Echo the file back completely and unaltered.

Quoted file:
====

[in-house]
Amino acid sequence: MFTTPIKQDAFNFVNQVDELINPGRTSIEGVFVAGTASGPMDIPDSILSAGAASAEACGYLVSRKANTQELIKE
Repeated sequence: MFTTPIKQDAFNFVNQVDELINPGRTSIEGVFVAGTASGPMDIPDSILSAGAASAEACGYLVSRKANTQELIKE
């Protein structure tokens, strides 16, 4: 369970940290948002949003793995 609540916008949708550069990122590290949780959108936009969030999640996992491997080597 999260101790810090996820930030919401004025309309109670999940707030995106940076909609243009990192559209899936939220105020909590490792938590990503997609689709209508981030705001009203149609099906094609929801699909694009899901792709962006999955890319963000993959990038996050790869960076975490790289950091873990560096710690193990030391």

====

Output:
[in-house]
Amino acid sequence: MFTTPIKQDAFNFVNQVDELINPGRTSIEGVFVAGTASGPMDIPDSILSAGAASAEACGYLVSRKANTQELIKE
Repeated sequence: MFTTPIKQDAFNFVNQVDELINPGRTSIEGVFVAGTASGPMDIPDSILSAGAASAEACGYLVSRKANTQELIKE
């Protein structure tokens, strides 16, 4: 369970940290948002949003793995 609540916008949708550069990122590290949780959108936009969030999640996992491997080597 999260101790810090996820930030919401004025309309109670999940707030995106940076909609243009990192559209899936939220105020909590490792938590990503997609689709209508981030705001009203149609099906094609929801699909694009899901792709962006999955890319963000993959990038996050790869960076975490790289950091873990560096710690193990030391």